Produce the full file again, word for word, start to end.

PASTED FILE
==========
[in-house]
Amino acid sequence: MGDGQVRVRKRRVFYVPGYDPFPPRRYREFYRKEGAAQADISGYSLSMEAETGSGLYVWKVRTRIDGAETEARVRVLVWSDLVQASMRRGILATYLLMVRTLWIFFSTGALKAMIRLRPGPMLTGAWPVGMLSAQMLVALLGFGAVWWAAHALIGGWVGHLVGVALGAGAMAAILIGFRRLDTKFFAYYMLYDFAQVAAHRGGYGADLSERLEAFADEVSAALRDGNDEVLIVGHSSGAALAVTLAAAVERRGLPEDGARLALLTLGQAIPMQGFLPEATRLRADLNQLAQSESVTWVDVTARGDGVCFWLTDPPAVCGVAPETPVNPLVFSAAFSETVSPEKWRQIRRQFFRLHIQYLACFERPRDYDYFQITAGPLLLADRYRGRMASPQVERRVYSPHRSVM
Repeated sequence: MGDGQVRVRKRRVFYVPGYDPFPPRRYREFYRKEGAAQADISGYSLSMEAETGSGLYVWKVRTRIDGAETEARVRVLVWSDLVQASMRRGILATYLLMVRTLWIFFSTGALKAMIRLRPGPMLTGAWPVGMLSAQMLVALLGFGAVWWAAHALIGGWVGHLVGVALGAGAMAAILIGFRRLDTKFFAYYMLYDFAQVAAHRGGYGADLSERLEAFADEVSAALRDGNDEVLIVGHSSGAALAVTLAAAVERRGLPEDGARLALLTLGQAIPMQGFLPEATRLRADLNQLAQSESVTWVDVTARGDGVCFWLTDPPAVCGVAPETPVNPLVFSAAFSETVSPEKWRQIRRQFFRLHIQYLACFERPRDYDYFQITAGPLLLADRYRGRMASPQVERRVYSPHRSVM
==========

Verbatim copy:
[in-house]
Amino acid sequence: MGDGQVRVRKRRVFYVPGYDPFPPRRYREFYRKEGAAQADISGYSLSMEAETGSGLYVWKVRTRIDGAETEARVRVLVWSDLVQASMRRGILATYLLMVRTLWIFFSTGALKAMIRLRPGPMLTGAWPVGMLSAQMLVALLGFGAVWWAAHALIGGWVGHLVGVALGAGAMAAILIGFRRLDTKFFAYYMLYDFAQVAAHRGGYGADLSERLEAFADEVSAALRDGNDEVLIVGHSSGAALAVTLAAAVERRGLPEDGARLALLTLGQAIPMQGFLPEATRLRADLNQLAQSESVTWVDVTARGDGVCFWLTDPPAVCGVAPETPVNPLVFSAAFSETVSPEKWRQIRRQFFRLHIQYLACFERPRDYDYFQITAGPLLLADRYRGRMASPQVERRVYSPHRSVM
Repeated sequence: MGDGQVRVRKRRVFYVPGYDPFPPRRYREFYRKEGAAQADISGYSLSMEAETGSGLYVWKVRTRIDGAETEARVRVLVWSDLVQASMRRGILATYLLMVRTLWIFFSTGALKAMIRLRPGPMLTGAWPVGMLSAQMLVALLGFGAVWWAAHALIGGWVGHLVGVALGAGAMAAILIGFRRLDTKFFAYYMLYDFAQVAAHRGGYGADLSERLEAFADEVSAALRDGNDEVLIVGHSSGAALAVTLAAAVERRGLPEDGARLALLTLGQAIPMQGFLPEATRLRADLNQLAQSESVTWVDVTARGDGVCFWLTDPPAVCGVAPETPVNPLVFSAAFSETVSPEKWRQIRRQFFRLHIQYLACFERPRDYDYFQITAGPLLLADRYRGRMASPQVERRVYSPHRSVM